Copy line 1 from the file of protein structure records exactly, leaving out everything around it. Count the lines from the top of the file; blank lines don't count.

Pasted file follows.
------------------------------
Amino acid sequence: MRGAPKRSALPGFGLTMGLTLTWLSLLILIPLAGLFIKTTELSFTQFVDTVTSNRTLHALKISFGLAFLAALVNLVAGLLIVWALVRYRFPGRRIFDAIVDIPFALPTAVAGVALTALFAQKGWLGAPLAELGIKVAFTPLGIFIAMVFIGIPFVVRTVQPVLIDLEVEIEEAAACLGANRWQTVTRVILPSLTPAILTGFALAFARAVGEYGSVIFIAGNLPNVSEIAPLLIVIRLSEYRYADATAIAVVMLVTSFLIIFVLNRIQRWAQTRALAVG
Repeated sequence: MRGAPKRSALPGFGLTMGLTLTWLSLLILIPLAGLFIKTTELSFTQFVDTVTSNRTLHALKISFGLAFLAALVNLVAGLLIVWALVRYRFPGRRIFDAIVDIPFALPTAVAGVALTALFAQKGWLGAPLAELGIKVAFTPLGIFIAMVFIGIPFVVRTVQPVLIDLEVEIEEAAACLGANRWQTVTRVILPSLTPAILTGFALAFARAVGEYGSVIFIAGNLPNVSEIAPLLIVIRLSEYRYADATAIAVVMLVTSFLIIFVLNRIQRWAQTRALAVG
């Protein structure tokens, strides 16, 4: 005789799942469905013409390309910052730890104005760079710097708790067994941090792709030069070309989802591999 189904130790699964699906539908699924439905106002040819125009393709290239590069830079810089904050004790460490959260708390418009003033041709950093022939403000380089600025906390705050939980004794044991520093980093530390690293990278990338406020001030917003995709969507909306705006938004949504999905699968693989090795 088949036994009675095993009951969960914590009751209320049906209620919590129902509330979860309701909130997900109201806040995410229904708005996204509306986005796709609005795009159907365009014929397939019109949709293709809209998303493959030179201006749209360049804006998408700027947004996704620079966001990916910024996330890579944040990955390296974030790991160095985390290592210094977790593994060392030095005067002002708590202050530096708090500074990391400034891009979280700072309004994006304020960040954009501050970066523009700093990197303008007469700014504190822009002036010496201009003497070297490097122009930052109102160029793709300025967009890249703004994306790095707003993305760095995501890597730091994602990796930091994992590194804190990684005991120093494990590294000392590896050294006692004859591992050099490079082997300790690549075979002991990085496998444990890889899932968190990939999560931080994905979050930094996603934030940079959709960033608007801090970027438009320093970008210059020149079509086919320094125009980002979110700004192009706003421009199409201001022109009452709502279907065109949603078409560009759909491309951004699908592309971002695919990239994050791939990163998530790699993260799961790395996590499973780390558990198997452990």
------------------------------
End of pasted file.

Amino acid sequence: MRGAPKRSALPGFGLTMGLTLTWLSLLILIPLAGLFIKTTELSFTQFVDTVTSNRTLHALKISFGLAFLAALVNLVAGLLIVWALVRYRFPGRRIFDAIVDIPFALPTAVAGVALTALFAQKGWLGAPLAELGIKVAFTPLGIFIAMVFIGIPFVVRTVQPVLIDLEVEIEEAAACLGANRWQTVTRVILPSLTPAILTGFALAFARAVGEYGSVIFIAGNLPNVSEIAPLLIVIRLSEYRYADATAIAVVMLVTSFLIIFVLNRIQRWAQTRALAVG